post #14 of 100

In places where I've worked, the chef's coat is simply part of the uniform. Everyone can wear one, from the dishwasher up to the store owner. And none of the people I've worked for in the food industry were chefs. Not a single one. In fact, I've had more formal training than the "chefs" I've worked for. The coat is just a piece of protective clothing, really. If you don't need one and don't feel like wearing one, wear what you feel comfortable in, and what you feel your customers would be comfortable seeing you in.

Perhaps a better alternative for you would be what we called a "kitchen shirt," which is a stain-resistant front-button collared shirt that you can put your company logo on. It clearly says "food industry" but might be seen as more approachable.


countrycakes Posted 2 Sep 2007 , 8:05pm
post #15 of 100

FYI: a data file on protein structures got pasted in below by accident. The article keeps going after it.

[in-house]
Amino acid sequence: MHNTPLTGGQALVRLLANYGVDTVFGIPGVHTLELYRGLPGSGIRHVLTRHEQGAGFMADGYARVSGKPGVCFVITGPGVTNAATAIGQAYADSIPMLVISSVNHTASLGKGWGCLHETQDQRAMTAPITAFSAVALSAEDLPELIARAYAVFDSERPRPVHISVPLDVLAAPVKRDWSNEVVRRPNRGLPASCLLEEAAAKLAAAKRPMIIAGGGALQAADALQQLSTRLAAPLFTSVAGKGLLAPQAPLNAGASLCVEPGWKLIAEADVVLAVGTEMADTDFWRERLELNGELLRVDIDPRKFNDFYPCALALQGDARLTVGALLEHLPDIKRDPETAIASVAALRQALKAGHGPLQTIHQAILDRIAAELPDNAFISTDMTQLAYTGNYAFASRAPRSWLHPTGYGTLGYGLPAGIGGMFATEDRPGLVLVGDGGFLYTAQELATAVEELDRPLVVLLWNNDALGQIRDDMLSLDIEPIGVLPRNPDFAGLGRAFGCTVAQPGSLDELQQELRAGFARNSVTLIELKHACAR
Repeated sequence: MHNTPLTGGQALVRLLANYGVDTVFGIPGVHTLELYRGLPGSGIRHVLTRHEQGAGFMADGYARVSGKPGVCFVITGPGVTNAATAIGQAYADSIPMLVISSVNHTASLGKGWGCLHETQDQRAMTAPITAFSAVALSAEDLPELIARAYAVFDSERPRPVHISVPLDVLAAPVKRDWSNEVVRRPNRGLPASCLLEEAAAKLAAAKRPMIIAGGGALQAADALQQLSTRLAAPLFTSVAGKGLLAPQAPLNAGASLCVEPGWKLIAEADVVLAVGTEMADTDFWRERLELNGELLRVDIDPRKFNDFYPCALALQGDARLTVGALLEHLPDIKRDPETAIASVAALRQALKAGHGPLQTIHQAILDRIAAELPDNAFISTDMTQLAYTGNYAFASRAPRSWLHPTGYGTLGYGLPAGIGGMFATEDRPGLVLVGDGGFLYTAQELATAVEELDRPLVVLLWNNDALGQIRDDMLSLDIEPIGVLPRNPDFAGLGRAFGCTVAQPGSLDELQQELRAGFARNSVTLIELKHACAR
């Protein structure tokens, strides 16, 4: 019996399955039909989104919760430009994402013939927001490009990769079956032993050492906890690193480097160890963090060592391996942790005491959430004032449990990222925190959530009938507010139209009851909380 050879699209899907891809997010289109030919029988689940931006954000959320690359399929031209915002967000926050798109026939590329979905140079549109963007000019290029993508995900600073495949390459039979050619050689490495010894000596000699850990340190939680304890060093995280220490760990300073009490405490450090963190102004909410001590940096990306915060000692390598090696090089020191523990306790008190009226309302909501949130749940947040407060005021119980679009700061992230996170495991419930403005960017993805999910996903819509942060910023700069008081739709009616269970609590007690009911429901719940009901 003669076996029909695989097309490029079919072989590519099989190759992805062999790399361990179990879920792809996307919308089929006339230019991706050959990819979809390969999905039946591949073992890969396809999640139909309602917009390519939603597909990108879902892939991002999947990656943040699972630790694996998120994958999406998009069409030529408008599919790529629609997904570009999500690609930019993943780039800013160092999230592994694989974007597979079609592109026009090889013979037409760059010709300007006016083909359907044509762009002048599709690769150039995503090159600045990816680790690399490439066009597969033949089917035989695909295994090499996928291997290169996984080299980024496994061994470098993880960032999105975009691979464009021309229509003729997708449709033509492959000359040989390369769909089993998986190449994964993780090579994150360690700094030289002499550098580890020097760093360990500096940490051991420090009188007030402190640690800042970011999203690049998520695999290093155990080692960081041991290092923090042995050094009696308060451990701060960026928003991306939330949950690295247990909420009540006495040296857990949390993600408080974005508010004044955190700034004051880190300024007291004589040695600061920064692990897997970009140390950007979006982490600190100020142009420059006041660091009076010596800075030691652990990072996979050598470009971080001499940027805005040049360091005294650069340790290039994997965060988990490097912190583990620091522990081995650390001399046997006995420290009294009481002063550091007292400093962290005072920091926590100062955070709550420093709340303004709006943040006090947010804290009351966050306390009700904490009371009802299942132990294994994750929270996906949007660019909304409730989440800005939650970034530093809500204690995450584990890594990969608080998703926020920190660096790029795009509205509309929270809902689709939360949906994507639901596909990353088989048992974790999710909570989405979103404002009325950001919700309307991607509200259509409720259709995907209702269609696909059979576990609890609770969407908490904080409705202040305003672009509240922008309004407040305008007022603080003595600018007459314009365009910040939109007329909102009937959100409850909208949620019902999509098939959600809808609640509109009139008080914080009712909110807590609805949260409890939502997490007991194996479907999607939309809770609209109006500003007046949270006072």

icon_smile.gif < This is about as close to wearing a chef's hat that I will ever come.....I can cook, but I do not want to wear a chef's hat or jacket to do my services in......
I am looking at purchasing some polo's with my name and company name embroidered on them...they can be dressy and look good with either khaki's or black pants. I intend to wear them when doing a wedding or anniversary party or delivering..just want to be on the neat side with my services. icon_smile.gif Just my opinion. icon_smile.gif

CakeMasterG Posted 2 Sep 2007 , 8:46pm
post #16 of 100